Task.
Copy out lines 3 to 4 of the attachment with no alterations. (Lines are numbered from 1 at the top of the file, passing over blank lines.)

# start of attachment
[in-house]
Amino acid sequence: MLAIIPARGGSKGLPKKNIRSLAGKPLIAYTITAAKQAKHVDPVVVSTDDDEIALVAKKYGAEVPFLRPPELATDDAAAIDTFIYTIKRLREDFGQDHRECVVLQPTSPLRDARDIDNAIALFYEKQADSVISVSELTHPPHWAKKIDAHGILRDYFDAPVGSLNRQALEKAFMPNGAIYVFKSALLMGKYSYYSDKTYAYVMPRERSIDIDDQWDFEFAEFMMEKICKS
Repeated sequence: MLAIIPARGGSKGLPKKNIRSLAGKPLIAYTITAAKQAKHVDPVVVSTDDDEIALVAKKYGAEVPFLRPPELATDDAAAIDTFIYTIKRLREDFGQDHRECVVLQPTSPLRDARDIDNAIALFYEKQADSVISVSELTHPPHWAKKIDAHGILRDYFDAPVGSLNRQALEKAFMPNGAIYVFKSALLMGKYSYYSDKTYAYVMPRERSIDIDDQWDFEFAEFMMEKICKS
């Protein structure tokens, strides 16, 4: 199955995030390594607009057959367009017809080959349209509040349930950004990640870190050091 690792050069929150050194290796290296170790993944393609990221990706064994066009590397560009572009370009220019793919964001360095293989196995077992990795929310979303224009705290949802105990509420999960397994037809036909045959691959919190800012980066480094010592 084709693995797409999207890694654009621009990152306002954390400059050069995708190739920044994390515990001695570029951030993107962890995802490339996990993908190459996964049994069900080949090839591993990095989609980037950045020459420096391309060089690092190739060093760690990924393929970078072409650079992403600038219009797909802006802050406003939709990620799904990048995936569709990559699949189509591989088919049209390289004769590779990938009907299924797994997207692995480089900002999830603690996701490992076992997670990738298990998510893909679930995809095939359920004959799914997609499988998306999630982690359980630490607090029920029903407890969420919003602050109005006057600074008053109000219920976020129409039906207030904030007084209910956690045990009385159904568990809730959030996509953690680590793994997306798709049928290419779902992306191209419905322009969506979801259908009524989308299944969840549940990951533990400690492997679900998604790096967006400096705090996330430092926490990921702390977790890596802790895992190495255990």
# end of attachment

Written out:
Repeated sequence: MLAIIPARGGSKGLPKKNIRSLAGKPLIAYTITAAKQAKHVDPVVVSTDDDEIALVAKKYGAEVPFLRPPELATDDAAAIDTFIYTIKRLREDFGQDHRECVVLQPTSPLRDARDIDNAIALFYEKQADSVISVSELTHPPHWAKKIDAHGILRDYFDAPVGSLNRQALEKAFMPNGAIYVFKSALLMGKYSYYSDKTYAYVMPRERSIDIDDQWDFEFAEFMMEKICKS
């Protein structure tokens, strides 16, 4: 199955995030390594607009057959367009017809080959349209509040349930950004990640870190050091 690792050069929150050194290796290296170790993944393609990221990706064994066009590397560009572009370009220019793919964001360095293989196995077992990795929310979303224009705290949802105990509420999960397994037809036909045959691959919190800012980066480094010592 084709693995797409999207890694654009621009990152306002954390400059050069995708190739920044994390515990001695570029951030993107962890995802490339996990993908190459996964049994069900080949090839591993990095989609980037950045020459420096391309060089690092190739060093760690990924393929970078072409650079992403600038219009797909802006802050406003939709990620799904990048995936569709990559699949189509591989088919049209390289004769590779990938009907299924797994997207692995480089900002999830603690996701490992076992997670990738298990998510893909679930995809095939359920004959799914997609499988998306999630982690359980630490607090029920029903407890969420919003602050109005006057600074008053109000219920976020129409039906207030904030007084209910956690045990009385159904568990809730959030996509953690680590793994997306798709049928290419779902992306191209419905322009969506979801259908009524989308299944969840549940990951533990400690492997679900998604790096967006400096705090996330430092926490990921702390977790890596802790895992190495255990």